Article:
08/19/2005 03:07 pm ET | Updated May 25, 2011

War Deaths in Iraq

I don't expect to influence anyone who screams his opinions, but for those who might have worried that I was casting out imaginary numbers, the following may be useful:

The original estimate that coalition forces, but primarily the U.S., may have killed 100,000 Iraqis unnecessarily appeared in the leading British medical journal, The Lancet. Links to this report are widely available at Here is one from the CBC news service in Canada.

I doubt that those who scream their opinions actually heed the facts, but these estimates are extremely saddening, since the vast majority of those who died in Iraq during the U.S. invasion have been women and children. Also, it has been enormously difficult to get multiple news organizations to agree upon a standardized number since the U.S. Pentagon which is responsible for the official dissemination of war related deaths has not produced an accurate survey since the war began. Lost in the debate about precise numbers is the fact that almost the entire premise for the war in Iraq as presented by the administration has been discredited since the war began.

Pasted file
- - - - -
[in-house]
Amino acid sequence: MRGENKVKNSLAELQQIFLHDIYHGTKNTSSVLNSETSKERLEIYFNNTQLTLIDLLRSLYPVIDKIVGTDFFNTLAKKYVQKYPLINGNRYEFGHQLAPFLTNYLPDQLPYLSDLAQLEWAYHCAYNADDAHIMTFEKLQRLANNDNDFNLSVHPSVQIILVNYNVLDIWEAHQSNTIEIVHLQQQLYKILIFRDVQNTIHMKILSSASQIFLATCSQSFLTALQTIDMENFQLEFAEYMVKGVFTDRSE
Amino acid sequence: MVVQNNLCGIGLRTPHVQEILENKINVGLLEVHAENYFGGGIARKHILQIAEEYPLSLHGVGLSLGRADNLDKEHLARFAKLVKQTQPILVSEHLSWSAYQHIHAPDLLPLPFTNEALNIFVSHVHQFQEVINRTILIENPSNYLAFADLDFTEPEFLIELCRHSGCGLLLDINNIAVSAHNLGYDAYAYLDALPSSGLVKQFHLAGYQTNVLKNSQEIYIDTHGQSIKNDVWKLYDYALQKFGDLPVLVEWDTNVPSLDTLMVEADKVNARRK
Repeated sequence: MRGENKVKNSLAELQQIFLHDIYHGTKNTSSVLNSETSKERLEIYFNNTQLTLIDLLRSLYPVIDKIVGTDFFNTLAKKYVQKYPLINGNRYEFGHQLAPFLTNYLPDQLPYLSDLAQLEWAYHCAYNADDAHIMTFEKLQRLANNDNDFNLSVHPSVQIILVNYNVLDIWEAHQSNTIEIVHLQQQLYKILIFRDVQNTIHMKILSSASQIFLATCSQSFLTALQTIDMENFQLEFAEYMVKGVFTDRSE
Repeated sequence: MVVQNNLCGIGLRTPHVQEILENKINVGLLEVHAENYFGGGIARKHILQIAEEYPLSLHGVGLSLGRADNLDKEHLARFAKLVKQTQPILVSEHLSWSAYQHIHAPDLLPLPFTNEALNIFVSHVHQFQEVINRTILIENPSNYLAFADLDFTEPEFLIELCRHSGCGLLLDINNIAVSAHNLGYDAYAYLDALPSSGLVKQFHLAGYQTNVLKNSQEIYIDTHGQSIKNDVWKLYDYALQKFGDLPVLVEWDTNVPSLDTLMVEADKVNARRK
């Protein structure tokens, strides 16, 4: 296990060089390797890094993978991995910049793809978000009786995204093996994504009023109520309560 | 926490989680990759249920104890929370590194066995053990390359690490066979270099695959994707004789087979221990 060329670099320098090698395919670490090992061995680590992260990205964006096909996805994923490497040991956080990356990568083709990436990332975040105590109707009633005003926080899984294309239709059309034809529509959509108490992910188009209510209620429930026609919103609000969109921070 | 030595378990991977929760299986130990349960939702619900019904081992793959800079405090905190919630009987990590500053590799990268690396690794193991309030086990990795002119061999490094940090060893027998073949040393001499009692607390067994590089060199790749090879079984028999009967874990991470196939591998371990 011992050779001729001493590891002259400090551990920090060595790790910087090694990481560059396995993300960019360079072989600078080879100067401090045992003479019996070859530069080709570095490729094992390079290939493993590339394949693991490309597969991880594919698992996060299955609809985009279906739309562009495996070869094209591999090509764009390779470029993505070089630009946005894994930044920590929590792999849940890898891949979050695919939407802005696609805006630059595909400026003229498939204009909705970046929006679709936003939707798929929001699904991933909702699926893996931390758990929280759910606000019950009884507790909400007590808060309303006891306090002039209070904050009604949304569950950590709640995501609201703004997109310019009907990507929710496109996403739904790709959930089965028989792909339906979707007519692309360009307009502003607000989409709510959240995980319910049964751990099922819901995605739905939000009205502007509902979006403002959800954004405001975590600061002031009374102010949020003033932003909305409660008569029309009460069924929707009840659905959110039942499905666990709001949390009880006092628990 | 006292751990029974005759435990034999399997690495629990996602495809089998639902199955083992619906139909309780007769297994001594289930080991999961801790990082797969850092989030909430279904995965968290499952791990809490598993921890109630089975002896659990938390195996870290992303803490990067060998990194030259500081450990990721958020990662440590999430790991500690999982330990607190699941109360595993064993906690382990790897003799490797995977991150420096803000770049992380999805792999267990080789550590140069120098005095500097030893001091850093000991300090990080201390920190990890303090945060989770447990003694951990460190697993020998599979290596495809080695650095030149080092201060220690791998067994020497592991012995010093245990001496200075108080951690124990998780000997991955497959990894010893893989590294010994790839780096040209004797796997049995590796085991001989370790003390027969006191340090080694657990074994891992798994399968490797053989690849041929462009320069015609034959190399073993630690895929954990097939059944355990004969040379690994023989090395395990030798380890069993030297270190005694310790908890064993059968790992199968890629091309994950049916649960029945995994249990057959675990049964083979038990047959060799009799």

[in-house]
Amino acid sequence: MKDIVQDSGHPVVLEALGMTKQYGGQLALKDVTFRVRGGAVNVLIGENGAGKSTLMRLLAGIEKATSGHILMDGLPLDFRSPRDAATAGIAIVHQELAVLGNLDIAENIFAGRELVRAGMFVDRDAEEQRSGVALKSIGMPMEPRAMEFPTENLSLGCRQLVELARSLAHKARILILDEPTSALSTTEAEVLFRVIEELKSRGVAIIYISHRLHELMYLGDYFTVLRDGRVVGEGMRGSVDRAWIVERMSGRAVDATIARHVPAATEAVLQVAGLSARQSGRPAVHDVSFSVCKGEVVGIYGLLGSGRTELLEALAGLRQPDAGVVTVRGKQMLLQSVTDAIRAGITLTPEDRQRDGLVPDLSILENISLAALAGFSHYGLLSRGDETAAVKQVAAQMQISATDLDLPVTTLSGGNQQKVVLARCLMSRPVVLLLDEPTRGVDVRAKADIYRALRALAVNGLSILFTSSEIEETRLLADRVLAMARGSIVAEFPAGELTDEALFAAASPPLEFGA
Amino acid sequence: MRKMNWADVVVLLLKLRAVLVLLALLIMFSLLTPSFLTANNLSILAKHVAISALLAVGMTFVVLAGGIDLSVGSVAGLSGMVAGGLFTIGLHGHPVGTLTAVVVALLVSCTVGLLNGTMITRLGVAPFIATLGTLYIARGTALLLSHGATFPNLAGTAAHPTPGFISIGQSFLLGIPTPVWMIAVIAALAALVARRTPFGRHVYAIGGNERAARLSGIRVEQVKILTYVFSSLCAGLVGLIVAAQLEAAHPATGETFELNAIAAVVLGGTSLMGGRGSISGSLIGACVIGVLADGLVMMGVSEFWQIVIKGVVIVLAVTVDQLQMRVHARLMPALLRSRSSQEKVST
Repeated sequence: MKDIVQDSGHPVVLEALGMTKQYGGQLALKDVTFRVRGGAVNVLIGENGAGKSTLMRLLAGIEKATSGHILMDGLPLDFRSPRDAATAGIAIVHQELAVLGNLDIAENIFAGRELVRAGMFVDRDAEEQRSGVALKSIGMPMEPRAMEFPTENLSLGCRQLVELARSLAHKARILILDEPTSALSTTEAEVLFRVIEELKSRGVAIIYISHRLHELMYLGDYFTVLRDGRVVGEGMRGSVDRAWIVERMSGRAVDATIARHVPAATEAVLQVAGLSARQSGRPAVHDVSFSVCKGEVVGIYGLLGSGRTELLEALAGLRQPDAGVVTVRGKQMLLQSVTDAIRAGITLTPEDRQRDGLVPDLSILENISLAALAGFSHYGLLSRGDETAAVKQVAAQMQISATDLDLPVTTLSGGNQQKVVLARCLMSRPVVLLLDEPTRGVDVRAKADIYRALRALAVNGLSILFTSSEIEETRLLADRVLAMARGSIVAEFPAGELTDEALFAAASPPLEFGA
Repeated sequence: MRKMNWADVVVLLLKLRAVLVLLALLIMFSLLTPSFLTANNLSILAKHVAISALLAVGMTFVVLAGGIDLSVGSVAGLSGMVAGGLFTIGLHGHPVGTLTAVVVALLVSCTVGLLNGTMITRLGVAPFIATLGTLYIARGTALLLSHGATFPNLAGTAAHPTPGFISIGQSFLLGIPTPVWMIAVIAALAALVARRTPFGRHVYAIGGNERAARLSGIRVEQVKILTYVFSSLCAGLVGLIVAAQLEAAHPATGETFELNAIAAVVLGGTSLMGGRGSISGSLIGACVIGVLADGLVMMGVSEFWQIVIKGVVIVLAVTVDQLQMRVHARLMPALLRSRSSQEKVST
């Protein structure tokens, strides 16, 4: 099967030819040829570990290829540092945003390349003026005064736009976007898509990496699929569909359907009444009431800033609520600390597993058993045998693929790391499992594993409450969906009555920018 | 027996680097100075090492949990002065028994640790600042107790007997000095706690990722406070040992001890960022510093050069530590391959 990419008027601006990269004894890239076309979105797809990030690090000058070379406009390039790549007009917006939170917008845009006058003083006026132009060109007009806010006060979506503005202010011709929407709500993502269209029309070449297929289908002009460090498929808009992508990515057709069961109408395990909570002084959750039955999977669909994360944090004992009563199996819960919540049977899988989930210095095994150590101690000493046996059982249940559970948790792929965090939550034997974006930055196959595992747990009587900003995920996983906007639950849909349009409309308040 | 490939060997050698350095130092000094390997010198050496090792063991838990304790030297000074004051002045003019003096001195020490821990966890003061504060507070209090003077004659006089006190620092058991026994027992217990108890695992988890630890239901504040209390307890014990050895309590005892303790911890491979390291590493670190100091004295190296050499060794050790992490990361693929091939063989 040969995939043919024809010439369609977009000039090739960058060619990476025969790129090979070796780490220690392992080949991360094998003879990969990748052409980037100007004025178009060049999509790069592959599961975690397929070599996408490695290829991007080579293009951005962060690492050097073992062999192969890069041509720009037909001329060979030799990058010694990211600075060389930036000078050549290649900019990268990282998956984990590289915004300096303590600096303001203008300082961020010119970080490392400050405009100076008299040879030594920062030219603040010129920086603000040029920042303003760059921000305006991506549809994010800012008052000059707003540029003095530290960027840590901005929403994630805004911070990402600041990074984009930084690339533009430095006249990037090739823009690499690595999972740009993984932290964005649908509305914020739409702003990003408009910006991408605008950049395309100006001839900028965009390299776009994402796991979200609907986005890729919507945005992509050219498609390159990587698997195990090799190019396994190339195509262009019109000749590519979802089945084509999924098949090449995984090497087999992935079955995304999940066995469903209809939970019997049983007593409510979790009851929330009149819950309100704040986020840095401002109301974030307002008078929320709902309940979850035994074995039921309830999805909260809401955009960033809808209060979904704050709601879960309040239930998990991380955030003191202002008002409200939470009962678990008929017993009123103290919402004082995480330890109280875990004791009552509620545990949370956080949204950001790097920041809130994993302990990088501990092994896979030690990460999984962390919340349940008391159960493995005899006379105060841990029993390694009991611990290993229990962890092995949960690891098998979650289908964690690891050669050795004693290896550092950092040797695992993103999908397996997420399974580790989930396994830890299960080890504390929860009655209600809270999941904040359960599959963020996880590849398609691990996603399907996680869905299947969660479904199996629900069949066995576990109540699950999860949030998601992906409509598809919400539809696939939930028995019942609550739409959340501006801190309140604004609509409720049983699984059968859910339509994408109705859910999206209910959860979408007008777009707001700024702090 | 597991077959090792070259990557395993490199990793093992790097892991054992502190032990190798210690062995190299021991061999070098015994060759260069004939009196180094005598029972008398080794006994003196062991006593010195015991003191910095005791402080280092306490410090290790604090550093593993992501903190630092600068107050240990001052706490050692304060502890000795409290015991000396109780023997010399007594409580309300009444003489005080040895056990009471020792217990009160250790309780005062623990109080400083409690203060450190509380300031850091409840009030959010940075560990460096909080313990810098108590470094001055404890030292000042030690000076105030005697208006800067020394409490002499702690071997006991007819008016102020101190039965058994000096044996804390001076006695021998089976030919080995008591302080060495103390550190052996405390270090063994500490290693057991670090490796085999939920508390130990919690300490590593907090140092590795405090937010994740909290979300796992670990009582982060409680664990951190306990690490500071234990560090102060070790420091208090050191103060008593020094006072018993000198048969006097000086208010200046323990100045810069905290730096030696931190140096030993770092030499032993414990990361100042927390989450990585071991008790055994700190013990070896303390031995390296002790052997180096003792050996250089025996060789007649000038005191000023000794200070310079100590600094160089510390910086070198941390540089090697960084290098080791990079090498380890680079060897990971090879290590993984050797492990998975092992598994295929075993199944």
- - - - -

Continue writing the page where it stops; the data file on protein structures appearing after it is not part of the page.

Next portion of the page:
It's important to note that the vast majority if U.S. forces have been snared in this web of misinformation. In large part they are victims too and my heart goes out to every friend and family member whose son or daughter, husband or wife has lost their life and are shortchanged by simply being cited as the "cost of war."

Despite the rancorous tone of the comments I've received, eventually the whisper of fact will prevail. History will not deal kindly with this invasion in terms of the "acceptable" mass slaughter that has gone on.

I understand that politics is the art of the possible, and at certain times it becomes impossible, even in a nation that prides itself on free speech, to suggest a truth other than what is officially programmed into the citizenry. I wake up every day hoping that the U.S. will return to the path of peace. So far there are hopeful signs.